Nuclear Medicine

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Nuclear Medicine

  1. 1. Nuclear Medicine In nuclear medicine the region under study becomes an active source of radiation. The imaging problem is then to determine the three dimensional source. Radioactive materials are administered selectively to create the source. The source of radioactivity must be less intense than in radiography using x-rays. This is because in radiography the patient is only exposed during the time the external source is active, which is a fraction of a second in the case of an x-ray shadow graph to a few seconds in the case of a CT scan. In nuclear medicine the patient is irradiated from the time the dose of radioactive material is administered until it is eliminated from the body. A second reason for keeping the source at a low intensity is due to the collimation necessary and the type of detectors used. While it is the source that is being imaged and not the attenuation coefficients of intervening tissues that are being measured, it would seem that a high energy source would be ideal. However it is then difficult to collimate the beam and to detect it as the photons pass straight through the collimator and the detector. Photons must be absorbed by the detector to be detected. Radioactive materials used in nuclear medicine are gamma ray emitters. I131 was the earliest material used as it was selectively absorbed by the thyroid. Tc99 , an isotope of technicium, is now the most widely used source. It can be made easily without requiring a cyclotron. It has a short half life of six hours, so that it does not irradiate the patient for a long period. Its gamma ray emission energy of 140 kev is a good compromise between body attenuation and source imaging. It can be attached to a sufficiently wide variety of compounds that can be selectively taken up by different body organs. The most commonly used radionuclides in nuclear medicine are shown in Table 1. TABLE 1 Radionuclides Commonly Used in Nuclear Medicine Radionuclide Half-life Transition Eγ (MeV) Production Carbon-11 20.38 min β+ 0.511 Cyclotron Fluorine-18 109.77 min β+ 0.511 Cyclotron Phosphorus-32 14.29 days β- 0.695 Reactor Chromium-51 27.70 days EC 0.320 Reactor Cobalt-57 270.90 days EC - Cyclotron Gallium-67 78.26 hr EC - Cyclotron Molybdenum-99 66.00 hr β+ - Reactor Technetium-99m 6.02 hr IT 0.141 Generator Indium-111 2.83 days EC - Cyclotron Indium-113 100.00 min IT 0.393 Cyclotron Iodine-123 13.20 hr EC - Cyclotron Iodine-125 60.14 days EC 0.027 Reactor Iodine-131 8.04 days β- 0.364 Reactor Xenon-133 5.24 days β- 0.081 Reactor Thallium-201 3.04 days EC - Cyclotron
  2. 2. Scanning Detectors Earliest detectors consisted of a single crystal of a scintillating material, like sodium iodide, at one end of a long narrow diameter hole drilled in a lead block (Figure 228). The lead block collimated the gamma ray beam. Behind the detecting crystal was a photomultiplier tube which picked up the light generated in the crystal by bombardment with the gamma rays. The detector was scanned over the area of interest to produce an image. Figure 228 Scanning gamma ray detector. Depending on the organ being imaged, different degrees of gamma ray intensity have different implications. In the thyroid gland in the neck, areas of high radioactivity also are areas of abnormally high tissue activity and vice versa. Tumours are usually inactive and so form "cold nodules" in the image. Brain tumours tend to take up high levels of radioactive material. Liver will take up material, but tumours inside the liver will not take up radioactive substances. Scanning with a single detector is slow. The image is affected by patient movement and it is not possible to do any dynamic studies where the change in function of an organ is measured with time. Gamma cameras have been developed which can view an entire region simultaneously. The speed with which an image can be formed is governed by the efficiency of the camera and the maximum radioactive dose that can be safely given to the patient. The dose of radiation is the Curie (Ci), which is defined as 3.7 x 1010 disintegrations per second. In most procedures a dose of 5 Ci is given. This is usually much greater than the dose given by an x- ray radiographic procedure. Gamma Ray Cameras Gamma ray cameras allow all points of a two dimensional image to be formed simultaneously without requiring a mechanical scan. They are the most commonly used instruments in nuclear medicine. A basic camera is shown in Figure 229. The camera consists of a collimator of some type to convert the essentially random ray distribution into a two dimensional image. The collimator has a similar function to the lens on a light camera. Behind the collimator is a detector for detecting the position of each gamma ray photon. The output of the detector goes to a recorder. The detector material, as in radiography, needs to be sufficiently thick to stop high energy photons. Typically 10 to 12 mm thick sodium iodide crystal are used. The recorder is often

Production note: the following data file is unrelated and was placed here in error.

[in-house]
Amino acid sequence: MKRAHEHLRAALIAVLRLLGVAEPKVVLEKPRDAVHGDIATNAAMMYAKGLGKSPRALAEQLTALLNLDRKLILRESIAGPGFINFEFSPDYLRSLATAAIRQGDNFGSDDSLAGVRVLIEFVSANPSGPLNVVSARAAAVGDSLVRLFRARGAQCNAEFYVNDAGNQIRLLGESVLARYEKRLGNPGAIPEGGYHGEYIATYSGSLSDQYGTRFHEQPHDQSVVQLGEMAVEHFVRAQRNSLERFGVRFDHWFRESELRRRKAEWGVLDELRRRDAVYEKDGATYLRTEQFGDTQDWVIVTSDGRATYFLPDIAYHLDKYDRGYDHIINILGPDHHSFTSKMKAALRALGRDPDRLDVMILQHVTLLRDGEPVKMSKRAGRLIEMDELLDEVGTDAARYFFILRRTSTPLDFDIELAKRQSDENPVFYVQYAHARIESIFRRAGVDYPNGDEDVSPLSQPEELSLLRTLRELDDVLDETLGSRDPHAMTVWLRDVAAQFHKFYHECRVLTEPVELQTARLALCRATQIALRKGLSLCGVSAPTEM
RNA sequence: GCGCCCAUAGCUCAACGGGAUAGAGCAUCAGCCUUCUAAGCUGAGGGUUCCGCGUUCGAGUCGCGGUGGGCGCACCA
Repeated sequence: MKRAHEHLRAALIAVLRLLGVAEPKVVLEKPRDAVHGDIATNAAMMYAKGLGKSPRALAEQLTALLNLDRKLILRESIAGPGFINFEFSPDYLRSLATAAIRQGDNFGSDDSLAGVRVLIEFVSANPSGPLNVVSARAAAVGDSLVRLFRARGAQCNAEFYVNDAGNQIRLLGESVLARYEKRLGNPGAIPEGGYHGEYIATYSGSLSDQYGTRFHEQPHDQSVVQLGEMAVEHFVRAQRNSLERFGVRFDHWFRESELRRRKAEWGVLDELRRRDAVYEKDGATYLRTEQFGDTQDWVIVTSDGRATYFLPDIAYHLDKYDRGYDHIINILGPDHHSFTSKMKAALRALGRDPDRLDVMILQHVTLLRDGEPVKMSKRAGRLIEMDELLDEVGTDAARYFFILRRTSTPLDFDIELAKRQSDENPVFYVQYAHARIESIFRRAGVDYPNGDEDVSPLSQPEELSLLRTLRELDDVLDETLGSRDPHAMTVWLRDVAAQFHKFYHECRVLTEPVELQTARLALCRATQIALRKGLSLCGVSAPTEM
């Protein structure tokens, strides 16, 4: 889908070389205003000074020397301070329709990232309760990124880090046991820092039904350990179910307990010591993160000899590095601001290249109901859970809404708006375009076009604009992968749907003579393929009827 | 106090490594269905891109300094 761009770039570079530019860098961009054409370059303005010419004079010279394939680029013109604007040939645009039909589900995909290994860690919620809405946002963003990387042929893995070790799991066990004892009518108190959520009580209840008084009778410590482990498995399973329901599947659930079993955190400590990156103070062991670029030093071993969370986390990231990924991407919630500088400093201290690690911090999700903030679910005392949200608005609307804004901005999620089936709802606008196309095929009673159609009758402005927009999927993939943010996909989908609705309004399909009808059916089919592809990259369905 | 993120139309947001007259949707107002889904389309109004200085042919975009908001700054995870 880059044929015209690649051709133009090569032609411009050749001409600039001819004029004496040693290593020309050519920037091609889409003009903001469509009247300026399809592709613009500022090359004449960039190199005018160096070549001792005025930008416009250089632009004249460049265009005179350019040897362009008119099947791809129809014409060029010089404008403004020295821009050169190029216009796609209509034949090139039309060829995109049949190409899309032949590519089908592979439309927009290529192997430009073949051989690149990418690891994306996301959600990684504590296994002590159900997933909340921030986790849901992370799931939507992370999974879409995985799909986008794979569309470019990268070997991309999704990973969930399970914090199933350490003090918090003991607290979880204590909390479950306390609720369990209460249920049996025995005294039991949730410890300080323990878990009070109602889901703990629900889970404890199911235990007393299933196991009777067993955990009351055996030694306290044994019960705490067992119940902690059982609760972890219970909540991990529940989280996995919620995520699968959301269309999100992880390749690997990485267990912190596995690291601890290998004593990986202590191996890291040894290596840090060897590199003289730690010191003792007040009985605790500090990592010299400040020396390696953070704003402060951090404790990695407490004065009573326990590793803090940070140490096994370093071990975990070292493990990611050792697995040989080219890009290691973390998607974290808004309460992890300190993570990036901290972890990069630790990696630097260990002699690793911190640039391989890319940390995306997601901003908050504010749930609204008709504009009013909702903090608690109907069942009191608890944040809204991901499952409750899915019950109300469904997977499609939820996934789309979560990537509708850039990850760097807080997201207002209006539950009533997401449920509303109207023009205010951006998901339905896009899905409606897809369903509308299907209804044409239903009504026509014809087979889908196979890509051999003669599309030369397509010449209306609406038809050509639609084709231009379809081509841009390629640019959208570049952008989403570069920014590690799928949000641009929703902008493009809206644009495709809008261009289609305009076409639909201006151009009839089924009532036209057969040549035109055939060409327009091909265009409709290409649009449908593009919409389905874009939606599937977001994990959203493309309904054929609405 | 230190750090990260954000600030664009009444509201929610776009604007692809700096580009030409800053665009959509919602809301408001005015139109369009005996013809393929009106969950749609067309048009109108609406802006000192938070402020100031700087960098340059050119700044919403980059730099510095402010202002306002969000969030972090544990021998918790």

3. 3. an array of photomultipliers. More modern machines use diode arrays as recorders or specially doped arrays of diodes which act as a combined detector and recorder. The output of the diode arrays or photomultipliers are digitised and displayed or stored. Figure 229 Basic gamma camera. One problem is that many of the gamma ray photons do not come directly from the organ to be imaged but are subject to Compton scattering en route. These lead to distortions in the image. They have lower energy than the direct photons so can be removed by thresholding the output of the recorders. A pulse height analyser, which forms a histogram of the intensities of the photons, can be used to set the threshold level. Anger Camera This camera, named after its inventor, allows a higher resolution than the spacing between detector elements, as applies with the ordinary gamma camera. Light from a gamma ray photon is emitted in many directions and can strike a number of recorders simultaneously (Figure 230). By interpolating between all the photodetectors that are recording simultaneously according to their output amplitudes, the position of the original gamma photon in the detecting crystal can be found. Thus in a system consisting of two photodetectors, the position of an event (gamma ray photon strike) x is: x = I1 x1 + I2 x2 (81) I1 + I2 If two or more gamma rays strike the detector crystal simultaneously the event is misinterpreted. Fortunately this is a rare occurrence. Resolution is typically 2 mm for an array size of 400 mm (ie about 40,000 pixels) using 25 photomultipliers.